According to a new report from the Centers for Disease Control (CDC), Franklin County ranks among the highest in the nation for opioids prescribed by physicians.
The report states the wide variation among counties suggests a lack of consistency among providers when prescribing opioids.
Dr. David Chalk, president of the Mercy Clinic, Four Rivers Division, says the turn to opioids for pain management began in the medical community 15 years ago.
“The Institute of Medicine came out with a proclamation that pain should be considered a fourth vital sign,” he said, “along with heart rate, blood pressure and breathing rate.”
Chalk added with the increased importance placed on pain, a new family of drugs were mandated for management — the opioids hydrocodone and oxycodone.
“Today we live in a society that there must be a pill to fix everything,” he said. “With more of these drugs out there, more people are looking for them.”
Types of Pain
Chalk explained opioids are prescribed for both acute and chronic pain, and the amount of pills prescribed is based on what a physician determines the patient will need for relief.
“With acute pain, someone breaks their arm or has surgery, patients usually take what they need and they are done,” he said. “Chronic pain contributes to the challenge. There aren’t enough pain management centers so the burden tends to fall on primary care physicians.”
Chalk said, despite successful treatment of an injury or illness, patient inconvenience is a top factor in doctors getting poor ratings and complaints. This has led to doctors writing prescriptions for larger amounts of pills each time.
“In the past, we could simply call in the prescriptions,” he said. “Now, we have to have a written prescription for refills and patients have to come back into the offices. So, we try to prescribe the amount we think they will need.”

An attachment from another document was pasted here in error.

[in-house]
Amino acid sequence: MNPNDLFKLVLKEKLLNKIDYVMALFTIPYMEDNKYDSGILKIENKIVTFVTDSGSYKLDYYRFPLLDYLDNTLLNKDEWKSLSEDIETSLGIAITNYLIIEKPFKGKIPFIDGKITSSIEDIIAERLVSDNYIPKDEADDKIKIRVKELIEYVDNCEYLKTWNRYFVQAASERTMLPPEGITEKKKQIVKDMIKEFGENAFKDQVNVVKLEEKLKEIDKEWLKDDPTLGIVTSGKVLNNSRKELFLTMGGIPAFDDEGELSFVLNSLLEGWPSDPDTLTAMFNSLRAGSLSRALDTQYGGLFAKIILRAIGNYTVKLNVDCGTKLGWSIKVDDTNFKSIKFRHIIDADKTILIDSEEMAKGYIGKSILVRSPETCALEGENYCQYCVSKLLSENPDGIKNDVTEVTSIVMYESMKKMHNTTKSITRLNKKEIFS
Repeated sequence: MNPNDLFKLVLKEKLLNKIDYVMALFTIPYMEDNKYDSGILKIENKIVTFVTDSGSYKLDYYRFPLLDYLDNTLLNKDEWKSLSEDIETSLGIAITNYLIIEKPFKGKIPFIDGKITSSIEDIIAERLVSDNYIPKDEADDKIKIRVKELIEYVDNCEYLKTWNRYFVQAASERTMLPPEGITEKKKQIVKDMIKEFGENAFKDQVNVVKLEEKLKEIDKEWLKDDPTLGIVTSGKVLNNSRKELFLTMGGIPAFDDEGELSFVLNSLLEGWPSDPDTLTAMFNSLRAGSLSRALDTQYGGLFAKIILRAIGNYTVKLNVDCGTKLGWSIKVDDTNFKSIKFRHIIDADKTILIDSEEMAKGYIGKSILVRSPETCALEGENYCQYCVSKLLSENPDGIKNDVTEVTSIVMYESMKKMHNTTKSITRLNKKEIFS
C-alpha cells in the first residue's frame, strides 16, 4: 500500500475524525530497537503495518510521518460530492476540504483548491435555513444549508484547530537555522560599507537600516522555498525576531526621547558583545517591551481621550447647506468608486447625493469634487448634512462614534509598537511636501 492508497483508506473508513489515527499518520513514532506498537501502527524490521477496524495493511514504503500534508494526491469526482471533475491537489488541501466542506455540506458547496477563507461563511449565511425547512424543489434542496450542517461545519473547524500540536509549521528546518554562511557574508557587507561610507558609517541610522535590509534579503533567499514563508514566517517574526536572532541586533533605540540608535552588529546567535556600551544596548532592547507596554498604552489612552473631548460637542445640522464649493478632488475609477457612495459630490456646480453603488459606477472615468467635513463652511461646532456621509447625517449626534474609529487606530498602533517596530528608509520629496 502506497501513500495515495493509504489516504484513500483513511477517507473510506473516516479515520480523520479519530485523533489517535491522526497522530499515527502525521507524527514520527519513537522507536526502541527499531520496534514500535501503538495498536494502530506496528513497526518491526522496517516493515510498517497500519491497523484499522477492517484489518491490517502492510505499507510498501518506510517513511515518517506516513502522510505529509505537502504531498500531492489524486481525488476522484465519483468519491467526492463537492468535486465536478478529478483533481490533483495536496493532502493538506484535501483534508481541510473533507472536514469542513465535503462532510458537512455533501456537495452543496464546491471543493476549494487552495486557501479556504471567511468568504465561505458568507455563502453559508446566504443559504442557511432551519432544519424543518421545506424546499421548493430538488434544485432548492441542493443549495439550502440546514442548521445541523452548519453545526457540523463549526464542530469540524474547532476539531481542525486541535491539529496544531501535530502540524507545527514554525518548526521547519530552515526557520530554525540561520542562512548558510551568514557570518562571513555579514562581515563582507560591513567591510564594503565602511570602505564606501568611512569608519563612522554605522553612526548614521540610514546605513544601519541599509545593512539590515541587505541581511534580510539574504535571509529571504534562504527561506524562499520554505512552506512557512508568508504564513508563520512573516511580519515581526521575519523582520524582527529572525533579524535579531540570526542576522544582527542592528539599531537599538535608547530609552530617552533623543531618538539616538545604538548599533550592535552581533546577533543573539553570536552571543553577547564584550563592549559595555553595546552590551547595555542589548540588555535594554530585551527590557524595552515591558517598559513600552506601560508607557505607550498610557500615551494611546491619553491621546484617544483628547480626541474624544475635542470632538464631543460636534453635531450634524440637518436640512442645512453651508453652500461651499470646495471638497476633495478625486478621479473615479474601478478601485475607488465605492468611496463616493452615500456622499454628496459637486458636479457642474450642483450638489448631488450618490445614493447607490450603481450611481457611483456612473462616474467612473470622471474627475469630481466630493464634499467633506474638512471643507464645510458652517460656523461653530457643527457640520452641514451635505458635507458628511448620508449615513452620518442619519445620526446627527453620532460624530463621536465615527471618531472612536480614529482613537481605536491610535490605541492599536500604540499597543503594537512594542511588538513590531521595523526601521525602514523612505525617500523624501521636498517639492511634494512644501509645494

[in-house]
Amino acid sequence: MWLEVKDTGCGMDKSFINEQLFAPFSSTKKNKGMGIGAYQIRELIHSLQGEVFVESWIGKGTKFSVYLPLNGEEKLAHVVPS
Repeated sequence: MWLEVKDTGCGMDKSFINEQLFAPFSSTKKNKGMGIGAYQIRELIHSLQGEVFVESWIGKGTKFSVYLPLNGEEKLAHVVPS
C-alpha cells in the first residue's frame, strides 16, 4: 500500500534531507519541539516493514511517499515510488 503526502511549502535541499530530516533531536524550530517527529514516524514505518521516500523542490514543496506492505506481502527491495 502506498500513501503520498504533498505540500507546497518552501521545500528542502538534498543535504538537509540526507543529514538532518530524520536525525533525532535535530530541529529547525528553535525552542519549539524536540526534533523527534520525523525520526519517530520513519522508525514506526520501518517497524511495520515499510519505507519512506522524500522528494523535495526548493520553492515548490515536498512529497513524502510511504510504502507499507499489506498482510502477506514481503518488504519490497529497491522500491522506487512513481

The CDC reports even at low doses, taking an opioid for more than three months increases the risk of addiction by 15 times. It recommends for acute pain three days or less is often enough and more than a seven-day supply is rarely needed.
So, if opioids are so addictive and dangerous, why are they still being prescribed?
Chalk says there are really no better alternatives for treating pain without the side effects associated with other drugs.
“I don’t want to lay the blame on physicians, but the other alternatives are not as effective,” he said. “You can’t really paint it with a broad brush. These drugs work on the receptors in the brain and unfortunately, patients can develop physical and psychological addictions.”
To eliminate the addiction factor, the CDC recommends drugs like acetaminophen, ibuprofen and naproxen as alternatives to opioid prescriptions.
If opioids are needed, the CDC also recommends lower morphine milligram equivalents (MME) which measure the amount of the opioids in each dose.
In addition to patients becoming addicted to opioids and possibly moving on to illegal street drugs, Chalk said prescriptions falling into the wrong hands also has led to the epidemic.
“This is something we as county physicians, all of us need to deal with,” he said. “Grandma used one-third of her prescription and put the rest in the medicine cabinet. Then next thing you know her grandson is at a party with the rest of them.”
The CDC reports the amount of opioids prescribed per person was three times higher in 2015 than in 1999.
The total amount prescribed in 2015 alone was enough for every American to be medicated around the clock for three weeks.
Pill shopping, the practice of traveling from county to county to find doctors who will prescribe the drugs, also has become a trend with those seeking opioid prescriptions.
To remedy this, Chalk supports a statewide prescription drug monitoring program (PDMP) to track prescribed opioid users and potentially their efforts to acquire the drugs outside of their home areas.
“Franklin County has become a destination for people seeking narcotics,” he said. “Because Missouri is the only state without prescription monitoring, Franklin County is behind other counties.”
Chalk added Franklin County doctors are monitored by the state Bureau of Narcotics and Dangerous Drugs and the State Board of Healing Arts.
“Insurance plans also are monitoring patients getting prescriptions from multiple providers,” he said. “That seems to send up an initial red flag.”
Chalk said if flags are raised in the Mercy system, consultations are held with the patients to assess if treatments alternative to opioids are needed.
Statewide, there are 95 painkiller prescriptions per 100 people.